“The UN process is at a crossroad. Governments and businesses need a second period of the Kyoto agreement to ensure predictability for investing in a low-carbon scenario. Perhaps even more important is action ‘on the ground’ is sectors such as rainforest preservation, aviation, steel and cement,” said Bellona’s Soeyland.

“The Bellona Foundation is happy to see pragmatism among negotiators taking the best out UN process and merging it with bilateral agreements on specific issues,” said Soeyland.

“Only an equitable, comprehensive and legally binding agreement will bring the much needed international commitment to manage the climate crisis,” Stewart Maginnis, director of environment and development with the International Union for the Conservation of Nature (IUCN), told the BBC.

“What governments should focus on in Cancun is ensuring that confidence in the UNFCCC (climate convention) process is rebuilt, which will bring us a step closer to that final deal,” he said.

Christiana Figueres, the Costa Rican diplomat who took over this year as executive secretary of the UNFCC agreed that the framework was the only way to proceed.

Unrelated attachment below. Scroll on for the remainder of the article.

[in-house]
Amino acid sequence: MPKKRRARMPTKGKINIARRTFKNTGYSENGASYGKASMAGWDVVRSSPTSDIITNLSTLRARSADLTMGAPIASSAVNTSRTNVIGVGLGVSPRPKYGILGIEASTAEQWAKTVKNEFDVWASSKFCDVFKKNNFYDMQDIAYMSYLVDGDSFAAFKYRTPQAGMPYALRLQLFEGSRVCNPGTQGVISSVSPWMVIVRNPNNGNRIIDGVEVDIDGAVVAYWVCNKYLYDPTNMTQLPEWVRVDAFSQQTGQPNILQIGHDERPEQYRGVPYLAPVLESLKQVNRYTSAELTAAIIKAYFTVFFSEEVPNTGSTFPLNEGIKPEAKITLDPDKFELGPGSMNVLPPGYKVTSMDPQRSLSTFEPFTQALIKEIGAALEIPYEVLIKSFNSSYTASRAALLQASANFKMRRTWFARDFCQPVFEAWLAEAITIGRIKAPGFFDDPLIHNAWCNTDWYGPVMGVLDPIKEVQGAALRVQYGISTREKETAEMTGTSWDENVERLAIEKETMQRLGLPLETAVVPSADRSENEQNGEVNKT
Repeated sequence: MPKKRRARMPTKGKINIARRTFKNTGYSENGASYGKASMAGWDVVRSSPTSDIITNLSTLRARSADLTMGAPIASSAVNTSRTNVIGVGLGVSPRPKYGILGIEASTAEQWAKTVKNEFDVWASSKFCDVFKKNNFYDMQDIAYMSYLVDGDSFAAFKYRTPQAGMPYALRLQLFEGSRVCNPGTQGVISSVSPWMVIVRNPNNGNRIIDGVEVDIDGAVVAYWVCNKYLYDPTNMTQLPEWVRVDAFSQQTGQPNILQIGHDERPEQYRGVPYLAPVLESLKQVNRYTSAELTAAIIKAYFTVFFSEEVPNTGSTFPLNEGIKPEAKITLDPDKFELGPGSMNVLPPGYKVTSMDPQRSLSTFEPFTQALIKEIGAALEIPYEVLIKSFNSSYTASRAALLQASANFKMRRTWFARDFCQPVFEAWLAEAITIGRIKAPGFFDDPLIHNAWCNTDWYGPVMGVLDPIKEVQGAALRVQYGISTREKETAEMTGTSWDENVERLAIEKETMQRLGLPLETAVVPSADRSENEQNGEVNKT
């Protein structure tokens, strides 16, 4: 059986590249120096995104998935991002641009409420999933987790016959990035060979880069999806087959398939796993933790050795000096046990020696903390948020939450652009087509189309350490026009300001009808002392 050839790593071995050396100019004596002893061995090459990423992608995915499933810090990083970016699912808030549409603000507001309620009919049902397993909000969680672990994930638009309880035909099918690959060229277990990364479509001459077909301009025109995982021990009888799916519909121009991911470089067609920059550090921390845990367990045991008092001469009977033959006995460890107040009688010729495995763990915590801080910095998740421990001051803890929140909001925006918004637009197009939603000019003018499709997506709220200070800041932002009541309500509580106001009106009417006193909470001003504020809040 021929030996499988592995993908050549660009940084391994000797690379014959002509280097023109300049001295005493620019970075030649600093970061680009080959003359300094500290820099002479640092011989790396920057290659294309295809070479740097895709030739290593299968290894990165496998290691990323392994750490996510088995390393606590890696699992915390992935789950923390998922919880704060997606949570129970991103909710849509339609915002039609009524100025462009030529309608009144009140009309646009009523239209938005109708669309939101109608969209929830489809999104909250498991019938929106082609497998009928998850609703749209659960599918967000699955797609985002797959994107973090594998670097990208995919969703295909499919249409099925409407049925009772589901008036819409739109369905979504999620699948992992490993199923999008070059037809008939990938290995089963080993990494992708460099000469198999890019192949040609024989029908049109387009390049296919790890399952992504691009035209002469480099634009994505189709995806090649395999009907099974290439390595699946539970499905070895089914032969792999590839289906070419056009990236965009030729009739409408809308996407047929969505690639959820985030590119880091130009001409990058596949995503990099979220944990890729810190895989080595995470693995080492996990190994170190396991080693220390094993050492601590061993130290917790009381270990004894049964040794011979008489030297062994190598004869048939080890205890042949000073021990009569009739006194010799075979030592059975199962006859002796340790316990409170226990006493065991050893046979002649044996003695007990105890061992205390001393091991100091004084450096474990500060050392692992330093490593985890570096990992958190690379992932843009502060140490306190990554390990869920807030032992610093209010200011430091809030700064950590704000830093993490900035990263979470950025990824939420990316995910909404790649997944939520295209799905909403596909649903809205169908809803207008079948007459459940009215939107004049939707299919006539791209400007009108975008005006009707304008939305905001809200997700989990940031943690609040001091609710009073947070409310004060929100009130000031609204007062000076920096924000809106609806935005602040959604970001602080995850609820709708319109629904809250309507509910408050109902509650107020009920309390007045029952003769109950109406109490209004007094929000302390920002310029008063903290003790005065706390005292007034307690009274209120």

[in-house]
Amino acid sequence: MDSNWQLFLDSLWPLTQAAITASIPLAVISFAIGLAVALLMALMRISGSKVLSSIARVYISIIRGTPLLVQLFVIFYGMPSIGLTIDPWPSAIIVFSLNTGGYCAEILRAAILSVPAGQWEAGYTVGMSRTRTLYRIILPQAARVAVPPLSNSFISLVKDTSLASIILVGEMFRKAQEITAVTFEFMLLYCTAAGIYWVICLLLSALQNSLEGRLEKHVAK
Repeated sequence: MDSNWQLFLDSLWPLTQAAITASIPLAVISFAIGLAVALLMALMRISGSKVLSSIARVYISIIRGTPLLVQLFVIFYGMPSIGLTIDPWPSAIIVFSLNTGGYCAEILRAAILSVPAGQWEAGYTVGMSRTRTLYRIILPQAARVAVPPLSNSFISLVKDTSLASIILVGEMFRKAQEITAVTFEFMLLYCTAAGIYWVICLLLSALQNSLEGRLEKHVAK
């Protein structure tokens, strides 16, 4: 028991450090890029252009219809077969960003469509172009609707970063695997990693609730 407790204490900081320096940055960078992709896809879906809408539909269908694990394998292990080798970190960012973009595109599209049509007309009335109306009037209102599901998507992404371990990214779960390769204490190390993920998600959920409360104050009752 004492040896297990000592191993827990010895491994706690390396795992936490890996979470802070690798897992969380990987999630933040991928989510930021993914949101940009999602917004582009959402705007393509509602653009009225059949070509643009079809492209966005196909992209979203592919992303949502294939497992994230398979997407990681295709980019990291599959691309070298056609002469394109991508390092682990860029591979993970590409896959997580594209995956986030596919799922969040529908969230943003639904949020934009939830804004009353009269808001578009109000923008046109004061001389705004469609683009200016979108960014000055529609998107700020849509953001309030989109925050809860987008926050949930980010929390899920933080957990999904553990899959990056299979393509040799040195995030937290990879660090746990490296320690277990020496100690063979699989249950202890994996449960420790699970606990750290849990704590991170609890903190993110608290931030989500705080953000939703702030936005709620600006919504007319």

“We’re not going to solve the whole problem this year, but we can lock in bigger and better agreements every year,” Figueres told the New York Times. “Multilateral negotiations such as this one involve not just solving an environmental problem but actually involve the transformation of economic patterns and the economic structure we have lived with for decades.”

A need for comprise

For some governments, Cancun will be a success if it generates an atmosphere of constructive dialogue, rather than descending into the rancour that characterised the Copenhagen gathering.

Others, however, are looking for concrete progress on issues such as transfer of clean technologies from the industrialised world to developing countries, the provision of funds from the west to help poorer nations adapt to climate impacts, and reducing deforestation.

But even these matters are unlikely to prove straightforward.

Bellona Staff in Cancun

Questions about Bellona’s agenda in Cancun can be directed to the organisation’s COP16 coordinator Magnus Borgen at +47.977.28.476 and magnus@bellona.no, or to Bellona’s Head of Information, Anne Karin Sæther, at +47.902.05.520 or annekarin@bellona.no

Charles Digges